SEP 28, 2017 10:00 AM PDT

WEBINAR: Development of anti-cancer gene therapies through understanding of cytokine-induced programmed cell death

Speaker
  • PhD Candidate; Lehman College, City University of New York; The Graduate Center, City University of New York
    Biography
      Leah is passionate about understanding the the molecular signaling pathways of new anti-cancer therapeutics. She is a City University of New York (CUNY) Science Scholar working in Dr. Moira Sauane's cancer research lab at Lehman College in The Bronx, NY. She is a PhD candidate from the CUNY Graduate Center.

      Leah completed undergraduate degrees in biology and forensic science from the University of New Haven in Connecticut. As an undergraduate, Leah performed research on highly specific DNA nucleases for gene therapy at Justus Liebig University in Giessen, Germany, which ignited her interest in molecular biology research and therapeutics.

      As a mentor, she is able to share her passion for science research and encourage undergraduate and high school students to pursue careers in STEM fields.

    Abstract

    DATE: September 28, 2017
    TIME: 10:00am PDT, 1:00pm EDT

     

    The use of gene therapy is well studied due to its potential to treat cancer, the second leading cause of death worldwide. The goal of gene therapy is to introduce functional genetic material into human cells to be transcribed and translated in order to regulate, repair or suppress a molecular mechanism that contributes to a disease state. Compared to traditional cancer therapies such as surgery, chemotherapy or radiation therapy, gene therapy is a more personalized and targeted approach because it is based on understanding the genetic profile of a patient’s tumor. Genes being developed for cancer therapy code for a variety of proteins including tumor suppressors, specific antigens, transcription factors, cell cycle regulators, receptors and cytokines. The cytokine Interleukin-24 (IL-24), is of special interest for gene therapy because of its selective killing effect on numerous cancer cell types while having no effect on corresponding normal cells. Due to this property, IL-24 is being investigated in Phase II clinical trials as a gene therapeutic to treat cancer patients. To understand how IL-24 exerts its specific killing effect, our lab studies the signaling pathways that IL-24 activates to induce programmed cell death also known as apoptosis. We use various cancer cell lines to understand which proteins IL-24 modulates to produce its killing effect. Currently, we are exploring how IL-24 blocks protein synthesis in cancer cells to promote cell death. Our aim is to further develop IL-24 as an anti-cancer therapeutic for gene therapy and to reveal targets for combination therapies that will work synergistically with IL-24 to produce a cancer specific killing effect.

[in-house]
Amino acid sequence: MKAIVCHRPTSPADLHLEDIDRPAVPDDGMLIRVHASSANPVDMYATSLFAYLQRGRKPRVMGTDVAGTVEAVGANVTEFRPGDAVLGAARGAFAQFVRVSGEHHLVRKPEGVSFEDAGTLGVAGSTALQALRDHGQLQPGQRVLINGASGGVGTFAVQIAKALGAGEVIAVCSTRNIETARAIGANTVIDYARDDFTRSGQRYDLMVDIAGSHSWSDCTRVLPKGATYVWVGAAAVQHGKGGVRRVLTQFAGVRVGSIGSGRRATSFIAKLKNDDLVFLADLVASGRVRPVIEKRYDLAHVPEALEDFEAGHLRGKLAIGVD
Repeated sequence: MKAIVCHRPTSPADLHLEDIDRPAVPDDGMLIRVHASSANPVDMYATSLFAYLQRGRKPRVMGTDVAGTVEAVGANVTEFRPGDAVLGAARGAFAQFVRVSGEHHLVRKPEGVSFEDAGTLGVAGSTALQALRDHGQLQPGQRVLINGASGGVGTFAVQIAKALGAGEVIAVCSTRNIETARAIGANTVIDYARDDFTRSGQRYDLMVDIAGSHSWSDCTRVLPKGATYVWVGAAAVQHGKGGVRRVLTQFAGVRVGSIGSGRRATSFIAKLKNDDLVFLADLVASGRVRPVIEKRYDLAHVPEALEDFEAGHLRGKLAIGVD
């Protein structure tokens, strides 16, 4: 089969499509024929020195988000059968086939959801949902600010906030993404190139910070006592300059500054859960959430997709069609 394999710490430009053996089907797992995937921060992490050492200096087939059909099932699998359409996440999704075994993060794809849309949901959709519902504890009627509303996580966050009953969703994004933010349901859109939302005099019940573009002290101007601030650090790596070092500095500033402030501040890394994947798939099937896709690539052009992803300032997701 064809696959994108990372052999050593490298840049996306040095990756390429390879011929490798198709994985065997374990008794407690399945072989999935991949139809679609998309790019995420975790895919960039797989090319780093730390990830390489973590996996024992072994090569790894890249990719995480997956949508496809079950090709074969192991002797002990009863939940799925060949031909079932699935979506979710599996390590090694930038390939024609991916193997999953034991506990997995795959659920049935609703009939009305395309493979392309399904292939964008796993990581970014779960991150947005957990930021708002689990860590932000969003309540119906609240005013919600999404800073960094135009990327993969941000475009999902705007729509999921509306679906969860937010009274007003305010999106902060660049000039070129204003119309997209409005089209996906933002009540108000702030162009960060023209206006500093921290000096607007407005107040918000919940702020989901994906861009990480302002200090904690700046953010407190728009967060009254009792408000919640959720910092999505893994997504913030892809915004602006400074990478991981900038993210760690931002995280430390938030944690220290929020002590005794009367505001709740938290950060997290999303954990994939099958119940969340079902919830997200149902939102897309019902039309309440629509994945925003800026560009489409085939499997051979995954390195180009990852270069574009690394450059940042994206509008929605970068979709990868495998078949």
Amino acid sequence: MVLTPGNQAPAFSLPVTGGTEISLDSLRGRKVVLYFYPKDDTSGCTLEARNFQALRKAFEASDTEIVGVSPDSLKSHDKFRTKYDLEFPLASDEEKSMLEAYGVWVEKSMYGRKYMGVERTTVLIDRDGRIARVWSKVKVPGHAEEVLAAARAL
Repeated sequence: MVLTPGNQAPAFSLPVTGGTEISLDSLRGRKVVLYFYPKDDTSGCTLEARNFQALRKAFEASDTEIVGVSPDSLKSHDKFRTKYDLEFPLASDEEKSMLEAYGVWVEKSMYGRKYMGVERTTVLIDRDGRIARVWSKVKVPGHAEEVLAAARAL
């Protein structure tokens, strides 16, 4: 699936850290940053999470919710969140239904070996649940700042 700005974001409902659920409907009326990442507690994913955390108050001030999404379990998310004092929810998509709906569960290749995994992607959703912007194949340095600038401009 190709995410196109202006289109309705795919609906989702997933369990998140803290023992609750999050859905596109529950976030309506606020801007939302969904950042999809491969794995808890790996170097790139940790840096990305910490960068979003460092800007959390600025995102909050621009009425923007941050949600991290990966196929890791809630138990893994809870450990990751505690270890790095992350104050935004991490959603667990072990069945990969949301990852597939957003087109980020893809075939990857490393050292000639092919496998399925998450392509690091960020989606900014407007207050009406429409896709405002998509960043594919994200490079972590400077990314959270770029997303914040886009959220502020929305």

Learning Objectives:

    • Understand how cell lines are used to decipher molecular signaling pathways for the development of anti-cancer therapeutics
    • Learn how IL-24 treatment kills cancer cells

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